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Too much information, too little time...

Posted By IRMSAInsight, 20 November 2014

As a Risk Manager, how do you keep up to date on trends in your discipline, your world, your company and specific industry?

How do you manage the sheer volume of information that is available to you?

Perhaps you are the Operational Risk Manager for a Mining company that has coal mines all over the world, as an example…

 “Severe weather over the whole of Sydney Australia has caused extensive flooding and will continue over the next few days. Disaster Management teams are responding to critical areas and safety of people is the priority…”

1.       Were you listening to the news and did you hear this report?

2.       Does your company have operations in Sydney Australia?

3.       Are you responsible for the Risk Management around the Australian operations or could you be called on to support the wider group?

4.       Is your company likely to be affected by flooding if they have operations there?

5.       Are there any potential supply chain issues related to this exposure?

The key question is “do you need to do anything about this” and if so, what and how quickly…

Ø  How best can you spend your valuable time, listening, reading and researching what you need to know to either do your job or grow and develop yourself?

Ø  Consider the sources of information available and learn to be ruthless!

Some suggestions:

a)      Decide on which radio/TV/News station you will follow as appropriate for your business and how often you need to listen in. Most news is repeated every half an hour and the “breaking news” concept helps us to hear about critical issues as they happen.

b)      Make sure your business e-mail is ONLY used for business, fun stuff should go to your personal e-mail address or via social media. Plan time to go through work e-mails during the day and wherever possible “read it once” and decide what to do with it. Try to avoid keeping a constant watch on your e-mails as this may disturb your concentration, if someone needs you that urgently – they will phone you!

c)       Some companies subscribe to a “clipping” service where all news related to the entity and/or industry is collated and provided in one mail to staff – find out if this is done in your company and get onto the list.

d)      What industry information might you need? Consider your specific responsibilities as a Risk Manager and look for appropriate newsletters or web sites that you can check regularly. Have a look at the excellent work done by Martin Creamer and his team and subscribe to Mining Weekly… this will probably give you most of what you need but you may need to think through how to supplement with more relevant international information that may be necessary for your role.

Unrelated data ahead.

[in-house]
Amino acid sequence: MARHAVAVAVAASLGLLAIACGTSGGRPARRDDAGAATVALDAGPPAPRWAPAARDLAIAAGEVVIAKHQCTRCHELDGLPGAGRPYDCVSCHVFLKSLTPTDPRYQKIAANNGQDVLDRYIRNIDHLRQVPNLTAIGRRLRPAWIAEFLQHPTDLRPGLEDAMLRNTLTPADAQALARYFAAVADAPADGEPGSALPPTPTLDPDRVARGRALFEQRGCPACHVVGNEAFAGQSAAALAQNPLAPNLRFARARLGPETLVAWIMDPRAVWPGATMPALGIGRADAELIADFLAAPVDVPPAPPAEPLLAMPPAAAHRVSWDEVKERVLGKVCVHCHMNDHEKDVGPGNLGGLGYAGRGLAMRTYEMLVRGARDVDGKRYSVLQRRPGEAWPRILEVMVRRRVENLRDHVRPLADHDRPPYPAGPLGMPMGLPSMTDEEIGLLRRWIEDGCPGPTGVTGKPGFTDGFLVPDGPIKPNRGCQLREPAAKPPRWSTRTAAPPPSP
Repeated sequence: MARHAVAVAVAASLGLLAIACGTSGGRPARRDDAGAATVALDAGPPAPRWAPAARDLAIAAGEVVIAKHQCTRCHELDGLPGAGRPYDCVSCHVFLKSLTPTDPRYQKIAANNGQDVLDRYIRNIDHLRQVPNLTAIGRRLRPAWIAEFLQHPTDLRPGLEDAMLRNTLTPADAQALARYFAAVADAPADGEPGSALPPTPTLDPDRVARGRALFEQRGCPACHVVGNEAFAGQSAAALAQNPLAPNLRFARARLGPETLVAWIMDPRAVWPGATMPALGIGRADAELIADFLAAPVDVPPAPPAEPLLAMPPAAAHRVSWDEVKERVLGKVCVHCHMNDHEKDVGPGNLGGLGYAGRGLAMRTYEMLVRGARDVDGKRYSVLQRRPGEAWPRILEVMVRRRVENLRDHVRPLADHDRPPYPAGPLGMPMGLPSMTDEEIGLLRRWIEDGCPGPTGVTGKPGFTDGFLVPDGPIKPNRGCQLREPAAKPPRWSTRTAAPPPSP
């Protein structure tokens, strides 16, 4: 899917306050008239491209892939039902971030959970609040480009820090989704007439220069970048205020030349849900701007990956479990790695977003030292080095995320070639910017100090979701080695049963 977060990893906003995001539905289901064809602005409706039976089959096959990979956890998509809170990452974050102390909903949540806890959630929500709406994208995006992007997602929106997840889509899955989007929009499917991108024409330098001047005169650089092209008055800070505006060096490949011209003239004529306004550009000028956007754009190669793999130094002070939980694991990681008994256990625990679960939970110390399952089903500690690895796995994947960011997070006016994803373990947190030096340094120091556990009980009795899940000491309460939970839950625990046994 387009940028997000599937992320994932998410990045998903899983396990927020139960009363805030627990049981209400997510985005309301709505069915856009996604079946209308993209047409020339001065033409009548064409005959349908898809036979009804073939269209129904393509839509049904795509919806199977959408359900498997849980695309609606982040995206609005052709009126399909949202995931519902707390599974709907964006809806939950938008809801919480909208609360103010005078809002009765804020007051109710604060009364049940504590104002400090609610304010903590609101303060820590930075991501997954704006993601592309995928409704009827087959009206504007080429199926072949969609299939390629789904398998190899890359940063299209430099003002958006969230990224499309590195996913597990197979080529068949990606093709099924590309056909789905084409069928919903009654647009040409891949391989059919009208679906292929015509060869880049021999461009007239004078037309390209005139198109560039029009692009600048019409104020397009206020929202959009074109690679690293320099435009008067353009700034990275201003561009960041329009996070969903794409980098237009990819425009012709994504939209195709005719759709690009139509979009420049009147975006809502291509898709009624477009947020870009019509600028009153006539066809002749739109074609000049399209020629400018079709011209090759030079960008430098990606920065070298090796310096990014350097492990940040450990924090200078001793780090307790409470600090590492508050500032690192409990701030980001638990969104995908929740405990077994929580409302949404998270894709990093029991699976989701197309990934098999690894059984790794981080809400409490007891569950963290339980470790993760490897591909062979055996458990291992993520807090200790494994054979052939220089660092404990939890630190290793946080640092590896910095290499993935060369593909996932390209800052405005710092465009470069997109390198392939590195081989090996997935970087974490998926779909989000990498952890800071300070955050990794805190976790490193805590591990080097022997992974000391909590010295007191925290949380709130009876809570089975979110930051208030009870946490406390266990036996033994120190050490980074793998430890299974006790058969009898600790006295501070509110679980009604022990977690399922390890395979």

e)      As a Risk Manager you need to keep up to date on changes in your profession. Again, select specific newsletters that will give you both local and international input. LinkedIn is sometimes an additional source of information, as is IRMSA’s website.

f)       Work on your networks – people within your profession or specific industry – share information with them and hopefully they will reciprocate.

g)      Make sure the sources you use are credible and that you can verify data if necessary.

h)      Once you have collated all of your critical sources, unsubscribe from everything else – you don’t have time to look at everything but re-consider regularly if the options you have chosen are appropriate for your needs.

So now you have covered your company, your specific industry and your discipline or profession… how about personal growth? You have liberated some time to look towards your future…

Ø  Do you think you will remain the Risk Manager for this mining entity for the next 5 years?

Ø  No? OK then what type of role would you like to take on and for what type of industry?

Ø  How interesting… you want to move to an Enterprise Risk Management position in a food manufacturing entity based in Africa.

Perhaps you might consider:

1.       Reviewing a variety of food related Annual Reports on the internet and understanding what the “food” business is about, locally and internationally.

2.       Researching issues around food manufacture and the types of events that might impact the business both historically and in the future.

3.       Find a friendly Risk Manager who is or has been involved in the food industry and ask if you can chat with them about your plans.

4.       Chat to friends and colleagues about your thoughts, ask for their views and support but remember you may not want your plans to get back to your current employer…

5.       Look for a specific job that may suit what you want to do and identify what skills you need to develop to be able to do the job, and plan how you will develop these skills within your timeframe.

6.       Have a clear goal around what you want, by when, who is involved, why that specific industry, where the job might be located and how you are going to get it.

7.       Perhaps it is time to engage a coach to support you in your journey?

In addition, you will be expected to have a far greater understanding of the countries in which you will be operating, together with International trends within your proposed “new” industry so you will need to keep up to speed with such issues as you grow and learn.

Good luck in your quest to rationalise your information needs, and I am sure that you will get that new job if you approach it the right way.


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